INTERIOR: Following the removal of the graves in 1968, the interior is now an open, grassy space, no longer consecrated ground but an evocative place nonetheless. Part of the original planting scheme survives: four plane trees, a traditional tree in Islamic garden design, in a rectangular formation in line with the corner pavilions.
HISTORY: Over one million troops from India, including what is now Pakistan, fought for Great Britain during World War I. Soldiers wounded in battle were brought to special hospitals on the south coast of England, in particular Brighton, and those who died received burial rites according to their religion. Hindu and Sikh soldiers were cremated in special crematoria at Patcham, Netley and Brockenhurst but there was not a special burial ground for Muslim soldiers until 1915. In this year, the War Office felt the need to respond to German propaganda that suggested Muslim soldiers were not being buried in a respectful way concordant with their religion. The propaganda, aimed at Indian Army troops serving on the Western Front, promoted the German alliance with Turkey as a holy war and tried to win over the support of Muslim soldiers. It was decided to build the burial ground in Woking because, at that time, it was home to the only purpose-built mosque in Britain (now listed Grade II*; there is not, otherwise, a direct relationship between these two buildings).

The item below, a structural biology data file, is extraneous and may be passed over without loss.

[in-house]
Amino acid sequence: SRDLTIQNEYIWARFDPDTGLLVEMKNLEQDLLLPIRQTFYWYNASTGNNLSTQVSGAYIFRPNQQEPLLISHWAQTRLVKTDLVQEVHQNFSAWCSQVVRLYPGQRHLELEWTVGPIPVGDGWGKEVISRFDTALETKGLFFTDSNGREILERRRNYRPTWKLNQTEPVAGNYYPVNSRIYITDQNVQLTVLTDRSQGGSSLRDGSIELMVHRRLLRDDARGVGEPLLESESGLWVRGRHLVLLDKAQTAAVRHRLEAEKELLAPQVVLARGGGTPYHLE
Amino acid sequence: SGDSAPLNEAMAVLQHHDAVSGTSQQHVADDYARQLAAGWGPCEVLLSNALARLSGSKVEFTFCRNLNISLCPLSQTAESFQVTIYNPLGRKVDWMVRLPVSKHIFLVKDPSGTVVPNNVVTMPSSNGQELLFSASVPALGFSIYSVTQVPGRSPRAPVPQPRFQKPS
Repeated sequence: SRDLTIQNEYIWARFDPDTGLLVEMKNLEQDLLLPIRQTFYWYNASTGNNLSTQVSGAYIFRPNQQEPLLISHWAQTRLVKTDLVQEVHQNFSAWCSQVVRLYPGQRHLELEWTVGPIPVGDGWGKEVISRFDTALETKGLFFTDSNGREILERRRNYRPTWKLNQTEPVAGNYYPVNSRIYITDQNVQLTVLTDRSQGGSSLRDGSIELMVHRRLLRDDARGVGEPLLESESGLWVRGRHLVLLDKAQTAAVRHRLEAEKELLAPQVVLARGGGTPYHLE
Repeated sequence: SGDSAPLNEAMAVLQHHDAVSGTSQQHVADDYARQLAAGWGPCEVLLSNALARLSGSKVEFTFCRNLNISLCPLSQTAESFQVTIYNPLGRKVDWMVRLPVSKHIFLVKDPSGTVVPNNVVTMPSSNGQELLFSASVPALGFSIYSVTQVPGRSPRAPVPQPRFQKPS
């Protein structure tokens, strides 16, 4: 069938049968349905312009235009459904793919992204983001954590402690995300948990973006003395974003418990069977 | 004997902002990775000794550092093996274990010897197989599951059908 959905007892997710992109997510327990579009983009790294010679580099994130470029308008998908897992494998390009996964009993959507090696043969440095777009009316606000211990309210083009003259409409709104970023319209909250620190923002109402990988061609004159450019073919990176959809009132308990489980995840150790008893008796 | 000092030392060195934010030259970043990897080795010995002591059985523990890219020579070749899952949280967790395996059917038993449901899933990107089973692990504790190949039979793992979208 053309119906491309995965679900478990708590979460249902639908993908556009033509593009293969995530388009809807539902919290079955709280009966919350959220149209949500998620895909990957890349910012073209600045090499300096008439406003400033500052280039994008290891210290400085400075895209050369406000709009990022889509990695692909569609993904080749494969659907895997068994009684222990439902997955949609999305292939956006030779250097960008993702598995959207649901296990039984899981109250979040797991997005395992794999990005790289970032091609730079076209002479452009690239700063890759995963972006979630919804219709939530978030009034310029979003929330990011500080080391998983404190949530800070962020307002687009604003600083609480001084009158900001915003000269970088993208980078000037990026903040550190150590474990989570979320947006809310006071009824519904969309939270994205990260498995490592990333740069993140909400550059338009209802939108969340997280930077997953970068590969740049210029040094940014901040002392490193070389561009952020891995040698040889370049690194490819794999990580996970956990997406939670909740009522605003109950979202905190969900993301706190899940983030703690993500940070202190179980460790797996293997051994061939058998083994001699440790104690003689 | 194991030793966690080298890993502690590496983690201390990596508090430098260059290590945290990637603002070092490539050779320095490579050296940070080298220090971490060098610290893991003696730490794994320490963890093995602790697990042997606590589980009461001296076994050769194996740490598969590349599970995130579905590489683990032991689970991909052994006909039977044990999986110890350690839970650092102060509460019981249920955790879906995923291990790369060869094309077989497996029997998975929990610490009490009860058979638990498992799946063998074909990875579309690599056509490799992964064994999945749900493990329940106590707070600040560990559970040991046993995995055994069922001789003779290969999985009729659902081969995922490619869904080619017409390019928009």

The burial ground was designed by T Herbert Winney, India Office Surveyor, and built by the local firm of Ashby and Horner Ltd.; the landscapers were Messrs Neal of Wandsworth. A proposed waiting room and mortuary seem not to have been carried out. Photographs from 1917 show extensive plantings (such as cuppressus in four varieties) around the inner and outer perimeter walls, as well marking 4 squares of lawn at the centre of which were 4 plane trees. The burial ground was completed by 1917 by when it had received 19 burials of soldiers who died between 16 July 1915 and 3 Feb 1916 (a further 25 Muslim soldiers were buried at Brookwood). The gravestones were simple Portland stone, with round arched heads facing west, according to Islamic tradition. Documentary sources from the time of its completion suggest that the Viceroy and the India Office were keen to reproduce images of the burial ground and publicise its opening, all with a view to counteracting the negative propaganda, which was shown to be so false by the provision of this special consecrated place. The War Graves Commission took over the burial ground's upkeep in 1921. The cemetery was used again during World War II when a further five Muslim soldiers were interred at Woking. In 1968, due to vandalism, all the burials were moved to nearby Brookwood Cemetery (Grade I on the Parks and Gardens Register). There are few comparators with this special structure, although a connection can be made with The Chattri (q.v.) at Patcham, Sussex of 1921, dedicated to Sikh and Hindu soldiers who were cremated nearby after dying in hospital in Brighton.